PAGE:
Most of us are not police, and our obligation is to protect our family first...for many more, that means making it home safely as well. One of the most heart-wrenching things I've gone through recently was going into a situation where I was nervous I wouldn't be coming back...odds were really in favor for me, but looking into my 6-month-old's face and thinking about that, I realized coming back for her was really one of my top priorities.
August 28th, 2009 02:04 PM
I guess I understand the OP's point of view and opinions. Everyone sees things a little different. But I am getting tired of people equating "being a good witness" to doing nothing or cowardess. In some cases being a good witness is extremely time consuming and difficult. I know there are a few witnesses out there that probably think shooting the perp would have been taking the easy way out.
Some witnesses end up spending many hours in the police stations answering questions, talking to sketch artists or looking through mug shots. They also have to spend time testifying at a trial. The defendant and all of his buddies will get a good look at you as you state your full name for the public record. The witness may have to put up with death threats, slashed tires, vandalism or who knows what. And while the Federal Witness Protection Program might make for good TV, most of us can't stand the thought of disappearing and never seeing your friends and family again.
A few years ago in Denver a "good witness" and his fiancé were gunned down so he couldn't testify. I seriously doubt that's the only time that has happened.
Sometimes being a witness is nothing more than writing down what you saw. But sometimes it requires a lot more sacrifice.
August 28th, 2009 02:09 PM
While I understand your opinion, I don't necessarily agree with it, but that may be because of a difference in our respective ages and what we have expirienced in our lives.
I will state that off duty I am an advocate for being a good witness unless you are hurting me and mine, or an identified LEO. I didn't take you to raise, therefore I'm not responsible for you. To be blunt, I don't much care about you, or any stranger when it comes to lethal encounters beyond being the cause of their injury or demise. I will do everything I can to avoid shooting until certain lines are crossed by the badguy.
I am not arrogant enough to believe that I can make any shot put before me, and have missed head-shots at close range when practicing. If I can miss at the Range, what guarantee do I have that I won't miss when I am P***ing myself, shaking like a junkie needing a herion fix and ready to vomit. I will probably vomit after the encounter.
So, go forth and save the world if you must. Just don't try to save my little corner of it please. As far as the prison comment, if you do end up going to one please remember what you wrote here when Mongo wants you to be his wife.
Originally Posted by ecrist
Last edited by BikerRN; August 28th, 2009 at 02:12 PM.
August 28th, 2009 02:34 PM
personally if i found someone's life to be in immediate danger i'm going to respond with deadly force unless it's clear it will do more harm than good.
Honestly I believe in the situation posted that if I draw my gun and he sees me do so then the girl is not his target anymore. He is going to engage me immediately because i'm the bigger threat. There is no way he's going to waste time trying to take her out knowing i'm lining up on him. Of course there is always an exception but that would have to be evaluated per situation. On the other hand if i draw and he doesn't see me then there is no need for him to feel threatened and i can eliminate the problem without being noticed until it's too late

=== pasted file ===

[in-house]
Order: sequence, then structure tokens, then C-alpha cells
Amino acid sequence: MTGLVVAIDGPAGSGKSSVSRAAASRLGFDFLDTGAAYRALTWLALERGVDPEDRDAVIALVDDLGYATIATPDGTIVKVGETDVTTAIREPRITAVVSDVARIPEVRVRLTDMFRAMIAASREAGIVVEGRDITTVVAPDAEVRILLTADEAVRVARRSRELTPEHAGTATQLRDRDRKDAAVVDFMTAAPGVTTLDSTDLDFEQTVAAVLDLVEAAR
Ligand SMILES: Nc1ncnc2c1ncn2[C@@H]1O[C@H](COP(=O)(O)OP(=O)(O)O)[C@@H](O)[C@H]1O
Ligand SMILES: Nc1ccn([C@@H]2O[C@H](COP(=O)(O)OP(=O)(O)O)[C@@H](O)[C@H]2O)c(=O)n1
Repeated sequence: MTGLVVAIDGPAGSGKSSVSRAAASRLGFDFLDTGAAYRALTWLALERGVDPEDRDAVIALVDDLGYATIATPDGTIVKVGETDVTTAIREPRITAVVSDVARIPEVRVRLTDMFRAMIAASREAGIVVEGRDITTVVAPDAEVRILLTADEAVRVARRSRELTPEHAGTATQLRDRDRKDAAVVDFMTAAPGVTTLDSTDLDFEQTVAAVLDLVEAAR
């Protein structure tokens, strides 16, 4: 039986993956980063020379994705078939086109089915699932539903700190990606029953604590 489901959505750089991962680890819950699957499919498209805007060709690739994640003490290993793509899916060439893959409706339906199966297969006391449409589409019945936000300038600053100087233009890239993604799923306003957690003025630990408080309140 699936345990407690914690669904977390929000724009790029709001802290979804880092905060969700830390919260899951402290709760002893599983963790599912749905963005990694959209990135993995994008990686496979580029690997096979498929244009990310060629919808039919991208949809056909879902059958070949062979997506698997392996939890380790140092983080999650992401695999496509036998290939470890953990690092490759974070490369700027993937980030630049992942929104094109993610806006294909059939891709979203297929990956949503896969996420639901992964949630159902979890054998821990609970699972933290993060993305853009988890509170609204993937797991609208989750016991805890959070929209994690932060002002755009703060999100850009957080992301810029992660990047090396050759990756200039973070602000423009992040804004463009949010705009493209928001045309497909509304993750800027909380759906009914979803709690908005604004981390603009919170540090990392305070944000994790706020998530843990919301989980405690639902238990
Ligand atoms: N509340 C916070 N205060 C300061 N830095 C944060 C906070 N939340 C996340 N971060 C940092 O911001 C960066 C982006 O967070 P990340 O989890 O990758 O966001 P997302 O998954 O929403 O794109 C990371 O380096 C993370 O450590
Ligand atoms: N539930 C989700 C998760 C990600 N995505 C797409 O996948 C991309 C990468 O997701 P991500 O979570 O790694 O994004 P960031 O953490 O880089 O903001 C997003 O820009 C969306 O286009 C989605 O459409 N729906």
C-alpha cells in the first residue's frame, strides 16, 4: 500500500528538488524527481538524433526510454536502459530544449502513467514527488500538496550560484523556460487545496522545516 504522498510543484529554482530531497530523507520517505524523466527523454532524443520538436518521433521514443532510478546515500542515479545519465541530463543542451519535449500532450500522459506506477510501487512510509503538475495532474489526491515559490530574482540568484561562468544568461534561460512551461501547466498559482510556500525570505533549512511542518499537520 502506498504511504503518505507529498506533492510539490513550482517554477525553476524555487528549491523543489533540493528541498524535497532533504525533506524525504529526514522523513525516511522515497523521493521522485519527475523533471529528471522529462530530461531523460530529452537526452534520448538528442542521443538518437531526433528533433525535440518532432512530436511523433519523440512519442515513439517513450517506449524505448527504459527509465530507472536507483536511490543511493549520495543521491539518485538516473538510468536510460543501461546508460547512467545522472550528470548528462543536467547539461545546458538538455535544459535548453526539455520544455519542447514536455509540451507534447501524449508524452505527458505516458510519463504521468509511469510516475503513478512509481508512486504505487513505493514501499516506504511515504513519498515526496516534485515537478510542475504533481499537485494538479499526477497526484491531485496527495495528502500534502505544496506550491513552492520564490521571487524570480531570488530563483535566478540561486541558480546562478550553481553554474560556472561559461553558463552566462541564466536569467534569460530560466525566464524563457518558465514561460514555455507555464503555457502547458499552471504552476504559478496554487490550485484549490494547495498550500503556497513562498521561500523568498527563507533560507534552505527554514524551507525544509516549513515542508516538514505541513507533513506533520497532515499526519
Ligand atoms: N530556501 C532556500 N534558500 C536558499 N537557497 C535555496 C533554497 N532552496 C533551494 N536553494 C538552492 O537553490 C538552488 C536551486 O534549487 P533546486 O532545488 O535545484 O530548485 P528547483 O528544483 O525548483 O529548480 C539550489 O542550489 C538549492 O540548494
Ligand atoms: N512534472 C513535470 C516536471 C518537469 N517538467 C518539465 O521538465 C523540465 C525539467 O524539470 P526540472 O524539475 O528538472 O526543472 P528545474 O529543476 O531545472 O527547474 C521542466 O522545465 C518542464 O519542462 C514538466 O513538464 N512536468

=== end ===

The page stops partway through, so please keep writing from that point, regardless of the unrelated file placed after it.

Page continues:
that's just my $0.02
August 28th, 2009 02:40 PM
Excellent point here. I agree and believe this scenario plays out more often than not. Most news reports I see involve more than one assailant.
Originally Posted by Tangle
IMO, when and if the poop hits the fan, the cool head will in most cases prevail. Like most of the others have said here, or in other post. To pull your weapon will most certainly change the status of current one. If your actions escalates the altercation to the level of deadly force being used by either yourself, or the BG resulting in Innocent folks being injured or even killed. That IMO, sends the wrong message to the anti gun folks and will most definitely result in some ridiculous and unnecessary legislation placing a choke hold on our 2nd amendment rights. We're not Police officers. Actions that can cause harm to innocent bystanders will do more harm than good.
If I'm involved in close proximity to a BG that has pulled a weapon and I strongly feel he's going to shoot someone, I have no problem pullin the trigger and will, given the opportunity. But, if I feel my actions will prove to be unsuccessful and others may be injured by my actions, it behooves me to play the role of a good witness, so the BG can be pursued and captured by the authorities with minimal danger to the public. For what it's worth. My first rule, if the BG has his weapon pulled, you're already behind in the count. Your next move is critical and needs to be the right one. Just my two cents.
Last edited by gottabkiddin; August 28th, 2009 at 03:45 PM.
"He that hath no sword, let him sell his garment, and buy one." – Luke 22:36
"If a law is unjust, a man is not only right to disobey it, he is obligated to do so." – Thomas Jefferson
August 28th, 2009 03:11 PM
I think your problem is worrying about what we think. Only one of the members here will be on site when the event takes place and only one of the members here has your perception of morality and only one member here can deal with your conundrum. If, as you stated, you have a solid set of personal values and you take the time and spend the money to be very sure of your ability and are ready to accept the consequences of your actions I see no reason for any of us to presuppose what your action should be in any given situation. Honestly.....sounds to me like, sans law enforcement, you'd be one of the first people I'd want to see in a life threatening situation.